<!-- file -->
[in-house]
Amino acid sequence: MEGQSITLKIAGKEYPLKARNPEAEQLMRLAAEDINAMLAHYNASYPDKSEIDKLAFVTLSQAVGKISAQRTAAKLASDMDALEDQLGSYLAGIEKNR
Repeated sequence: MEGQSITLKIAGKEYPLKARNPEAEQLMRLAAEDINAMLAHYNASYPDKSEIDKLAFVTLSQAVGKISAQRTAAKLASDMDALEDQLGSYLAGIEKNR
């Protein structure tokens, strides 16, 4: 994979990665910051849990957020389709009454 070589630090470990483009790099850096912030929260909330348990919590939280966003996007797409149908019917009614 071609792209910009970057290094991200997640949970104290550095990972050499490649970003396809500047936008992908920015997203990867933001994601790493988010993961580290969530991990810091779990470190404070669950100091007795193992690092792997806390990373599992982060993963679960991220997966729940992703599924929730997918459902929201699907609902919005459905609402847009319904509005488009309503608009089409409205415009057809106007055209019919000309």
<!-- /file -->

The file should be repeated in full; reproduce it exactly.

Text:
[in-house]
Amino acid sequence: MEGQSITLKIAGKEYPLKARNPEAEQLMRLAAEDINAMLAHYNASYPDKSEIDKLAFVTLSQAVGKISAQRTAAKLASDMDALEDQLGSYLAGIEKNR
Repeated sequence: MEGQSITLKIAGKEYPLKARNPEAEQLMRLAAEDINAMLAHYNASYPDKSEIDKLAFVTLSQAVGKISAQRTAAKLASDMDALEDQLGSYLAGIEKNR
């Protein structure tokens, strides 16, 4: 994979990665910051849990957020389709009454 070589630090470990483009790099850096912030929260909330348990919590939280966003996007797409149908019917009614 071609792209910009970057290094991200997640949970104290550095990972050499490649970003396809500047936008992908920015997203990867933001994601790493988010993961580290969530991990810091779990470190404070669950100091007795193992690092792997806390990373599992982060993963679960991220997966729940992703599924929730997918459902929201699907609902919005459905609402847009319904509005488009309503608009089409409205415009057809106007055209019919000309």